McDonald's is the world's largest publicly traded restaurant company, with a market capitalization of around $94 billion, and has been for years. But over the past five years, Starbucks' (NASDAQ:SBUX) stock price has risen more than 350%, and its market cap has risen to around $85 billion.
I expect Starbucks to outperform McDonald's over the near and long term and to surpass it as the world's largest restaurant company. Even when that happens, Starbucks will still have tremendous room for growth, and I view it as a cornerstone of my portfolio. Let's take a closer look at the company.
More transactions and higher ticket prices
In Q3 of fiscal 2015, Starbucks grew both transaction volume and average ticket price in every region it operates in. In the Americas, 8% year-over-year comparable store sales growth came through an even split of a 4% increase in transactions and a 4% change in ticket. This is promising for a more mature market, as it showcases the brand's pricing power and successful introduction of new products. This solid sales growth was coupled with a 1.2 percentage point increase in operating margin.
China/Asia-Pacific achieved even more impressive comparable store sales growth of 11% year over year, driven by a 10% increase in transaction count. Starbucks is also aggressively adding stores in this high-growth region. Of the 1,650 new stores the company is targeting in fiscal 2015, 850 will be in the China/Asia-Pacific region.
Once this market becomes more mature, Starbucks should be able to demonstrate its pricing power and drive higher average ticket prices. The company has averaged revenue growth of about 11% annually for the past five years, and I expect the top line to remain strong for many years to come.
One of the world's great tech companies?
In many ways, nearly every large company in the world today is a technology company. Computers are necessary for organizing flight information, mixing ingredients for snack foods, and automating packing and delivery. How effectively a company uses technology in selling its products can tell investors a great deal about its future success.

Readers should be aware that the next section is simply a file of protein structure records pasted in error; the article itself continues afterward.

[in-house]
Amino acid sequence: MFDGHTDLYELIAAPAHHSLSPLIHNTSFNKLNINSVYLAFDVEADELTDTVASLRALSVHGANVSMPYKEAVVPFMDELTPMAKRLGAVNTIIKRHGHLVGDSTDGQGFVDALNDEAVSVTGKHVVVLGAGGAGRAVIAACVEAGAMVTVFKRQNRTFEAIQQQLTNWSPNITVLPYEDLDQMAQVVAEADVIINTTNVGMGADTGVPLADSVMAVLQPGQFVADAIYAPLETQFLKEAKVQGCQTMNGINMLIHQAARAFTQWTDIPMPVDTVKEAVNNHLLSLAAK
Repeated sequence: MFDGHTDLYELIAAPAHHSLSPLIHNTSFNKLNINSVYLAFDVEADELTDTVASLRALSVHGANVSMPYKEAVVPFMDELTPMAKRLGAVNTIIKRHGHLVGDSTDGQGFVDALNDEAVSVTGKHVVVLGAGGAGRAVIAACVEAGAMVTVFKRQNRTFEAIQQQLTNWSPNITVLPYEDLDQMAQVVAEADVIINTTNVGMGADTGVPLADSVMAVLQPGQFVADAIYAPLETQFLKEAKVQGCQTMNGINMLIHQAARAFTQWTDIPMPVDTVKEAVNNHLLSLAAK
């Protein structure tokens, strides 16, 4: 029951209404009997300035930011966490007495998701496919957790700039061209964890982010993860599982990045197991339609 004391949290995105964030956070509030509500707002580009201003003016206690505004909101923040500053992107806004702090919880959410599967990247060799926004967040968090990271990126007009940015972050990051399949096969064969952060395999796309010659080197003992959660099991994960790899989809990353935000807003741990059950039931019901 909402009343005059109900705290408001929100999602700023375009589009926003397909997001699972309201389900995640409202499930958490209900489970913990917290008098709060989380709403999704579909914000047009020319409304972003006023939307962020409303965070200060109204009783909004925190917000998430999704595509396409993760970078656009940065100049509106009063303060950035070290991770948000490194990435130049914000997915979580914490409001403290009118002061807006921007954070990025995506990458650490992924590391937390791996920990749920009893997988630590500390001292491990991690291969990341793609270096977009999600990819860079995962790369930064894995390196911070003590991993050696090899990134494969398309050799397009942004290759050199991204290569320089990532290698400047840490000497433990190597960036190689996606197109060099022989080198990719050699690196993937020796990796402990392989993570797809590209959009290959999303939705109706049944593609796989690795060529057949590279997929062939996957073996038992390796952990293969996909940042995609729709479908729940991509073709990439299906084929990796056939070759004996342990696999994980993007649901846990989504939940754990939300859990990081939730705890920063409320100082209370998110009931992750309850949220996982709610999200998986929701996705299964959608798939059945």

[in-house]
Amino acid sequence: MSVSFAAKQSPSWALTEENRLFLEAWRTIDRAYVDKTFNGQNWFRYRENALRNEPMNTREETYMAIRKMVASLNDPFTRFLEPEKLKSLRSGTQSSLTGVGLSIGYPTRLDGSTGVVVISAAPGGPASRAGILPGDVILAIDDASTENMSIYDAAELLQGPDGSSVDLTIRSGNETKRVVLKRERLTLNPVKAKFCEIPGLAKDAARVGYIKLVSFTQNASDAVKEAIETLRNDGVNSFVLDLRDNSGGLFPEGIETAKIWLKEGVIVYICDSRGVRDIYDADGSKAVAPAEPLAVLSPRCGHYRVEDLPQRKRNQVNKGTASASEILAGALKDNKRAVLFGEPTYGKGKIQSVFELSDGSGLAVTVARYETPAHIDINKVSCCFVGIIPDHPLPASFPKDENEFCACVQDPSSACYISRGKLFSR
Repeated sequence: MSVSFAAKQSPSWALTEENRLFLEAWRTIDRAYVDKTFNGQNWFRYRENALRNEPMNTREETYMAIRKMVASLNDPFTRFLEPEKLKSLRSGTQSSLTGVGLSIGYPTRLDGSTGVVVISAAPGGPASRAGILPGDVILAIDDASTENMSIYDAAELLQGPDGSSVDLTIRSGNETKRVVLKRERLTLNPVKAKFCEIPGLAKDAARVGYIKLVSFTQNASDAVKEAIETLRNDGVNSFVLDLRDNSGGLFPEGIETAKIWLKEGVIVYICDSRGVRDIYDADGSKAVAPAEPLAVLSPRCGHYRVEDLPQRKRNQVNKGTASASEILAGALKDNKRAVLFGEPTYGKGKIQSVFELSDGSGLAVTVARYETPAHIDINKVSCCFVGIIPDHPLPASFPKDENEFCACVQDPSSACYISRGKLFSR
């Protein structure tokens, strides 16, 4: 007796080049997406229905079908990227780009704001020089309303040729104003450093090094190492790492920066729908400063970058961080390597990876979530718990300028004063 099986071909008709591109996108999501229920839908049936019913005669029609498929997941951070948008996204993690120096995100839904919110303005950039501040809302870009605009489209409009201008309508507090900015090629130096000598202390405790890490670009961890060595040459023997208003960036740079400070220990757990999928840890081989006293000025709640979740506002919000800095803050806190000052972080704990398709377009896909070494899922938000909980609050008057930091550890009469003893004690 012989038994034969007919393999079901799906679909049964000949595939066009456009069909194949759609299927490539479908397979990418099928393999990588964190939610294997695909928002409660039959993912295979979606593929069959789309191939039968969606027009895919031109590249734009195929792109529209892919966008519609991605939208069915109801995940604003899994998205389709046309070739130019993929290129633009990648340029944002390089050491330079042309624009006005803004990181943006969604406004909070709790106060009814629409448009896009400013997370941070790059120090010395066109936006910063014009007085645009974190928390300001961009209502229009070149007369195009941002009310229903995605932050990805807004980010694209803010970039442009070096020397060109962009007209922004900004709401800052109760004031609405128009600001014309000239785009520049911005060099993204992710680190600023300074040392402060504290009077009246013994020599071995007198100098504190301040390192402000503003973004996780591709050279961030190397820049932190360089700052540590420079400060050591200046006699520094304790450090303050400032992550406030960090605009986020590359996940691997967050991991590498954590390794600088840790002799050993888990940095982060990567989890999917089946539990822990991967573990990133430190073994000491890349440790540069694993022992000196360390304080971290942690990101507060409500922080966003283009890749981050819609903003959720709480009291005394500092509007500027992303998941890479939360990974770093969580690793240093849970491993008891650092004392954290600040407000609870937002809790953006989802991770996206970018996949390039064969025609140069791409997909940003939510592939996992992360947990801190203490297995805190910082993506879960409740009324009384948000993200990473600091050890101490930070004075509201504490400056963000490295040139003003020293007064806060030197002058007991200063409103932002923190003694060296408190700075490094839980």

Starbucks has been one of the best companies at using technology to drive sales and enhance the customer experience. In Q1 2015, Starbucks stores in the U.S. alone processed 8 million weekly mobile app transactions.
Recently, the company has capitalized on the success of its mobile platform to introduce mobile order and pay, which allows customers to order ahead of time on their mobile devices and pick up in the store. This process should help with throughput during busy peak hours and further strengthen Starbucks' operating margin.
To further improve the in-store user experience, Starbucks has been experimenting with wireless charging stations for customers' mobile devices. Starbucks began the pilot in 2012, and wireless charging is now available in a few select markets, with a larger rollout expected throughout 2015. Starbucks' use of technology and scale to differentiate itself from competitors and provide amenities to customers acts as a long-term competitive advantage.
Expansion big and small
Starbucks has a laser-like focus on expansion into foreign markets and usually does so with the assistance of a local partner: Starbucks Japan, which was recently reacquired by the parent company; Tata, in India; and Premium Restaurants of America, in Panama. This approach allows Starbucks to expand quickly and to better understand the specific needs of foreign markets.
Low-risk growth -- with the help of local partners -- wherever opportunities exist is what will propel Starbucks well past McDonald's in the years to come.
For example, Starbucks first entered India in 2012 through a 50/50 partnership with Tata Global Beverages Limited. Even in a country with stiff local competition -- Cafe Coffee Day has over 1,500 locations in the country -- and a proclivity for tea over coffee, Starbucks has begun to make inroads.
India is soon to become the most populous country in the world, and the market opportunity is immense. Even if Starbucks doesn't become the market leader here, the pie is large enough to provide wonderful growth opportunities for Starbucks and many of its competitors. There are over 11,000 Starbucks locations in the United States but only 75 in India, a country with around four times the population.
Starbucks' stock has been on a tear, but I don't think this story is even close to being over. There are still growth opportunities, both in the U.S. and abroad. Founder/CEO Howard Schultz is widely regarded as one of the best leaders in corporate America. And the powerful brand should allow for healthy business performance for years to come.
A greater than 1% dividend yield with a payout ratio of only 34% should allow Starbucks to make necessary investments in growth initiatives, while also providing consistent future dividend increases. If the stock price should lag the business performance, Starbucks' dividend and well-timed share repurchases should provide value to long-term shareholders.
For anyone looking to add a stable, global, and growing company to their portfolio, I recommend taking a closer look into Starbucks. Don't let the recent stock performance make you feel you've missed the boat. Winners tend to keep on winning, and Starbucks has been a huge winner for many years.
James Sullivan owns shares of Starbucks. The Motley Fool recommends Starbucks. The Motley Fool owns shares of Starbucks. Try any of our Foolish newsletter services free for 30 days. We Fools may not all hold the same opinions, but we all believe that considering a diverse range of insights makes us better investors. The Motley Fool has a disclosure policy.
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